As the prevalence of obesity continues to increase in the United States, a new report claims that Spanish-speaking children, or Hispanic children, are the most likely to suffer from obesity.
According to a report by the Endocrine Society, the Spanish language is a sole predictor of childhood obesity.
The findings were the result of an analysis from the U.S. National Health and Nutrition Examination Survey. The survey included data from 1999 to 2018 of people in early childhood to late adolescence.
Based on the analysis, the use of a language other than English could inhibit the understanding of health literacy surrounding nutrition and obesity, thus preventing efforts that support a more essential lifestyle. Additionally, the rates of obesity were more prevalent in children with lower socioeconomic status.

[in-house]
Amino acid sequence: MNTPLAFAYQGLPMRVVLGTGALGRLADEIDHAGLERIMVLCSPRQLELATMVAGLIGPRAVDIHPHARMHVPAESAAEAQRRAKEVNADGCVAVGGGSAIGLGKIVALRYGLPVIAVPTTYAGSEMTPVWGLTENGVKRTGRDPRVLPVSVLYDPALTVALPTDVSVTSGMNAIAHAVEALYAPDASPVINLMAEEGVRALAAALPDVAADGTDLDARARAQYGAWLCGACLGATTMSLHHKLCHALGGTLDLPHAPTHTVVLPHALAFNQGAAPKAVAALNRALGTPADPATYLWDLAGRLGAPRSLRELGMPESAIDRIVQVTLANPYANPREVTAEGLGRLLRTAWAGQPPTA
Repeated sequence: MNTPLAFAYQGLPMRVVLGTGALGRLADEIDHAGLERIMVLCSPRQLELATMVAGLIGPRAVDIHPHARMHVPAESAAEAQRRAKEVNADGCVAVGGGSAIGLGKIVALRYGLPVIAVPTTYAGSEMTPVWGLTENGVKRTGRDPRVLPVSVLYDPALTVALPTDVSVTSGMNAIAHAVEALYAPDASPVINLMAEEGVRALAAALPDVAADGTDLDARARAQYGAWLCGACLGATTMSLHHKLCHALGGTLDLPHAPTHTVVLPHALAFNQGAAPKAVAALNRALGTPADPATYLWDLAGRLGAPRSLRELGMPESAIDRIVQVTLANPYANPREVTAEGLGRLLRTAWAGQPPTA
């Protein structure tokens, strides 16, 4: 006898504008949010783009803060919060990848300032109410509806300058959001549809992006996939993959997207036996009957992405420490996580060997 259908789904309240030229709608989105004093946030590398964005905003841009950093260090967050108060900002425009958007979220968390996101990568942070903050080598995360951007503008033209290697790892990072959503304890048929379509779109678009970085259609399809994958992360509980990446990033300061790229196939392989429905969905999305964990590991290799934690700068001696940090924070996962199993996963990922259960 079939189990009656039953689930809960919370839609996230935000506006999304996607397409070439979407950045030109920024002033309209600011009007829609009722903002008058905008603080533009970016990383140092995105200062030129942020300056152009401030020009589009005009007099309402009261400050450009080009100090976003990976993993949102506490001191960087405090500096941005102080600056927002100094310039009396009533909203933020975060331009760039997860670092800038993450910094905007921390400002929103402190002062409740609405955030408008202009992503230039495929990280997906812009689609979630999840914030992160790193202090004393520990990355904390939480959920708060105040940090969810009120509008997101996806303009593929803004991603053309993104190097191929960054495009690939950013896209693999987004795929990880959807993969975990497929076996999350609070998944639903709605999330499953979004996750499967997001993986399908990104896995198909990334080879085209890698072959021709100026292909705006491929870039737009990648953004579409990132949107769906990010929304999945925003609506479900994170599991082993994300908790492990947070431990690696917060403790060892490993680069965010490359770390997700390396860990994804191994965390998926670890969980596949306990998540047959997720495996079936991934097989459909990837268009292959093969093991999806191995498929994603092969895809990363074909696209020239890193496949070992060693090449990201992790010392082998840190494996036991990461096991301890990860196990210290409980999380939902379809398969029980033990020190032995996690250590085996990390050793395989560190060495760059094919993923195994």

“The obesity rate was 23.8 percent in children from low-income households versus 11 percent for children in high-income households,” a report of the findings state. “Likewise, the prevalence of obesity was 26.2 percent in children from households with a low educational level compared with 9.4 percent from highly educated families.”
“Improved public health interventions are urgently needed to halt the rising trend of childhood obesity,” researchers stressed in the report.
The findings are expected to be presented during ENDO 2021.